Published at Sunday, July 07th 2019, 15:35:10 PM. kitchen design. By Donata Caputo.
loft-style living comes down to earth. Earthly materials and finishes help make this kitchen the focal point of this open plan home.
Many of us would love to live in a loft-style space. But deciding how to live within the dynamics of a large open area can create problems. A simple solution is to use one area as the focal point. In this home, owners Joan and Peter Martin decided to make their kitchen the focus for family life.
The house has a triple-store height living space providing plenty of room. Two-store high windows across the front of the house allow in ample light and fresh air. Positioning the kitchen in an open void, though, would have caused venting problems. So instead the kitchen is neatly tucked, cave-like, under a mezzanine floor.
There it takes up the full width of the back wall of the house. Principle objectives of the brief to architect Justin Hill involved a simple kitchen layout. Materials and finishes were chosen to relate visually to the rest of the house. The kitchen and utility areas also needed to be separated from the rest of the living space if necessary.
The owners and architects decided to split the kitchen into two halves divided by a central cooking island. Owner Peter Martin says this creates a natural flow from one area to the next.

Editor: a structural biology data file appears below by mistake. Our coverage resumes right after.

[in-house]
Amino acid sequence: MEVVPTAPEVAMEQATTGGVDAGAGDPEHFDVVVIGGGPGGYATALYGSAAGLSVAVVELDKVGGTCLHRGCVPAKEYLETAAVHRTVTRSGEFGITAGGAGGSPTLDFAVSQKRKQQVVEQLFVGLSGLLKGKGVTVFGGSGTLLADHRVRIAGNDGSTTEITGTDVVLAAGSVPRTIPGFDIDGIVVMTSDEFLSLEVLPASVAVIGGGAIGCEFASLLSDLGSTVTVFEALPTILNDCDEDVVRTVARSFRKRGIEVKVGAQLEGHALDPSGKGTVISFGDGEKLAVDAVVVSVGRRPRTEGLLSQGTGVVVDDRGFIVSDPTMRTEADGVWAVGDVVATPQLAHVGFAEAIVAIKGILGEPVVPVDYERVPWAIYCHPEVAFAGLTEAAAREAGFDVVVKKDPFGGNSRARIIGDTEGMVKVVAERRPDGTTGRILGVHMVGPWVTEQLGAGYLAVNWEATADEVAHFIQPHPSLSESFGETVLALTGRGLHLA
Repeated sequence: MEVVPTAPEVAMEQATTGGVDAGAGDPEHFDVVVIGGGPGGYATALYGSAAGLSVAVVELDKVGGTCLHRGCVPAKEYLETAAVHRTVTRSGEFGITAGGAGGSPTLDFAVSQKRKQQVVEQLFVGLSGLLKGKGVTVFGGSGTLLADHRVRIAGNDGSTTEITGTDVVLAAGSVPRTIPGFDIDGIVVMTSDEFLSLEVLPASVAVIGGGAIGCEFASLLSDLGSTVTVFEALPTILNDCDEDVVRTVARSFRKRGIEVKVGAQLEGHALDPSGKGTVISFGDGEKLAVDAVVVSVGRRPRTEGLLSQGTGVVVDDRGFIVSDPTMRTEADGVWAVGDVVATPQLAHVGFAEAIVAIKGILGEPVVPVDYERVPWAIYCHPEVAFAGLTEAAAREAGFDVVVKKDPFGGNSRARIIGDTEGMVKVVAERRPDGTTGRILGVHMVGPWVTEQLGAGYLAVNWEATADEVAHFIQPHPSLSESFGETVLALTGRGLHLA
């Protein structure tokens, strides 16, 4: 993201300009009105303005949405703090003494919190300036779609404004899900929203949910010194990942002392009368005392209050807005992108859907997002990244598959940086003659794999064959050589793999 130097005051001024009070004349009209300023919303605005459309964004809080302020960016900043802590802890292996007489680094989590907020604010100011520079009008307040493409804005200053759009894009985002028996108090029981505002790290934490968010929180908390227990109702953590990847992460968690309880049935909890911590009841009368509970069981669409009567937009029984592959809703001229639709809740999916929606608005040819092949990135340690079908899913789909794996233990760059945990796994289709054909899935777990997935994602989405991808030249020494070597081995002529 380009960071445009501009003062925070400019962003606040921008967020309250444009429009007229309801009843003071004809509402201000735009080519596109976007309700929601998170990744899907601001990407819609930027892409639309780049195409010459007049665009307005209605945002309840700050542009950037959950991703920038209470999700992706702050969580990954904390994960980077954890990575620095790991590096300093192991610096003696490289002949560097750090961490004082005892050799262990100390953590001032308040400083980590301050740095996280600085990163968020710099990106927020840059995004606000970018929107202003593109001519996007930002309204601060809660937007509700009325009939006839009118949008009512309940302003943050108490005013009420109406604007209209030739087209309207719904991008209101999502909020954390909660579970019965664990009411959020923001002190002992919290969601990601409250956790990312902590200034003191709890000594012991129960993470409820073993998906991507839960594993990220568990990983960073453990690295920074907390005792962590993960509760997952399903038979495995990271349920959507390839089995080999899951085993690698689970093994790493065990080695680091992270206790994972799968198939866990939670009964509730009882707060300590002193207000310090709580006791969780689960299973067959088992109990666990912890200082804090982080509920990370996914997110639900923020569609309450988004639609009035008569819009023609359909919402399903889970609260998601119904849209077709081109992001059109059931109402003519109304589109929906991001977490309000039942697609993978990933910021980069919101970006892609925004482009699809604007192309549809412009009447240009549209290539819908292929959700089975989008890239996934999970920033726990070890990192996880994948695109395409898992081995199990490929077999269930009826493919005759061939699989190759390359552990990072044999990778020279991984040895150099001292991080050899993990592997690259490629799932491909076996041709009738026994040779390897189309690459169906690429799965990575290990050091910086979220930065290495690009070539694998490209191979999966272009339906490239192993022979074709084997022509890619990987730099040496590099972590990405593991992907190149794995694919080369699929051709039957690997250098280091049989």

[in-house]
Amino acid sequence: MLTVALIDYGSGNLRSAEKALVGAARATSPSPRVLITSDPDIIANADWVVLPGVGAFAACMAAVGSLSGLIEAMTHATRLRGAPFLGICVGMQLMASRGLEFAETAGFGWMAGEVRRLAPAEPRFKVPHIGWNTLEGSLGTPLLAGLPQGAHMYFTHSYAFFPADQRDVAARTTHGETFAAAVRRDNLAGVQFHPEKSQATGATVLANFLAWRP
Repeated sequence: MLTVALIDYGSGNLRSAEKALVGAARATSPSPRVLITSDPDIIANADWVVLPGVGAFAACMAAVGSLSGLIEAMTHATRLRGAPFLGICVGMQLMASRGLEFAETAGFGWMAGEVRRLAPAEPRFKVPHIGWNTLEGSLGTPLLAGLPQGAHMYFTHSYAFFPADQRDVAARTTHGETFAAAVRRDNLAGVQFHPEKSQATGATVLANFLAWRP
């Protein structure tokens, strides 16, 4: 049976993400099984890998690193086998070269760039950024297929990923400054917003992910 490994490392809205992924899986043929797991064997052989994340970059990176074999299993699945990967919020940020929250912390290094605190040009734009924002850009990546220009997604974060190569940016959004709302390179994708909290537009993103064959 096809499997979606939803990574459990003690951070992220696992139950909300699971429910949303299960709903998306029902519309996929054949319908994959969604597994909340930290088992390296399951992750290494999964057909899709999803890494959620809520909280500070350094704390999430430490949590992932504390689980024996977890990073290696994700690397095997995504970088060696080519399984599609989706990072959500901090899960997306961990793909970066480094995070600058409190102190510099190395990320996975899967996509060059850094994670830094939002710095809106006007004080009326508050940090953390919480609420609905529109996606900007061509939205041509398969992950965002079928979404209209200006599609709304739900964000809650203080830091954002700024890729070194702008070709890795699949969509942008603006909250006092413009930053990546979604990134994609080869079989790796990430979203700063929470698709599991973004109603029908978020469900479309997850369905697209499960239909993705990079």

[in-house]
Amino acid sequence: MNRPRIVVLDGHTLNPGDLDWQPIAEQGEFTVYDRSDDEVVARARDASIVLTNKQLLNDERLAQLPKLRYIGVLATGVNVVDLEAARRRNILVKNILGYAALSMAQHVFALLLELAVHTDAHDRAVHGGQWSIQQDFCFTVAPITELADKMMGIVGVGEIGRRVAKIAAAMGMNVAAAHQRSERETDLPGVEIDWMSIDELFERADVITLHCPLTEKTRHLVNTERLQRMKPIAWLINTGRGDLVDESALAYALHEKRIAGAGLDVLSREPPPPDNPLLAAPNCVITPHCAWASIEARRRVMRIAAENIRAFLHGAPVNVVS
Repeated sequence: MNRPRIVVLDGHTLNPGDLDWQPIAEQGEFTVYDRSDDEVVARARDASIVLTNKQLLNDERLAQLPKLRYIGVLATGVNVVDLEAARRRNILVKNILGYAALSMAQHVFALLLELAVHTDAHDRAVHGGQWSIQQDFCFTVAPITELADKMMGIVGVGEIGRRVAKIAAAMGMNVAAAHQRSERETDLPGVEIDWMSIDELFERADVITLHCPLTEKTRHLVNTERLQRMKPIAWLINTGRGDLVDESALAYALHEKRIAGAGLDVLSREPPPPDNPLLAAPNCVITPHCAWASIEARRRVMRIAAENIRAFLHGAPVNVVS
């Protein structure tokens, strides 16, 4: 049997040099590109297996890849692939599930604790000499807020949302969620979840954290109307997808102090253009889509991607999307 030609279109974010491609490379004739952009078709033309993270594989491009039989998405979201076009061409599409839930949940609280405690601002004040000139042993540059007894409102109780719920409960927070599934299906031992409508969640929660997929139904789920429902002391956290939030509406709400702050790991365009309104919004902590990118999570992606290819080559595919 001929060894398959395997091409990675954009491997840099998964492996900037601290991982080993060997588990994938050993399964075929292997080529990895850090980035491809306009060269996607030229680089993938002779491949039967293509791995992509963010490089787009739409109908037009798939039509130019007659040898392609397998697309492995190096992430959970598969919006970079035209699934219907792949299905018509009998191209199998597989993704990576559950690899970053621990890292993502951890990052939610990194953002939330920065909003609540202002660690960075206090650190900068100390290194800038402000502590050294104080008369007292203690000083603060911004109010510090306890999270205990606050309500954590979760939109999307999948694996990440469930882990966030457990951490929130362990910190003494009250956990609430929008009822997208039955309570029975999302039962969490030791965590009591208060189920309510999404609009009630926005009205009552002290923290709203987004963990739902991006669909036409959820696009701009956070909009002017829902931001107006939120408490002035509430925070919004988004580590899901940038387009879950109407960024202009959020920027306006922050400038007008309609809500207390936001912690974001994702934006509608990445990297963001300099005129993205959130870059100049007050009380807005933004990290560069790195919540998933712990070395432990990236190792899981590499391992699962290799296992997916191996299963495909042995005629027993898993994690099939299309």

“It also allows several people to work in the kitchen without tripping over each other,” he says. When choosing kitchen finishes the Martins decided to combine high-tech and natural materials such as steel and slate. “We found rough-textured slate tiles went really well with the richly polished teak floors and our collection of Asian antique furniture,” says Peter Martin. Brushed aluminum-look Formica cabinetry, black reconstituted marble benchtops, stainless steel fittings, and appliances blend visually with industrial-style fittings used throughout the house. Wall surfaces are covered with a Matt off-white paint. Timber doors and trims are lightly stained.
Track-sliding glass and wood paneled doors separate the kitchen and living areas from the maid’s room, utility, storage, and workshop areas. Similar sliding doors feature in other areas of the house to enlarge or shrink space as necessary. The central island has six cooking rings.
including two wok rings at either end of the island to prevent works clanging together if used at the same time. An extended, supported bench table at one end of the island is ideal for casual eating and serving food.
Safety factors were an important part of the overall design with young children around. A wall-mounted chrome pole is useful for hanging cooking utensils or a knife block out of reach. A wall-mounted oven and microwave mean there are no hot surfaces below clutter-free benchtops. And the sink has no waste disposal unit.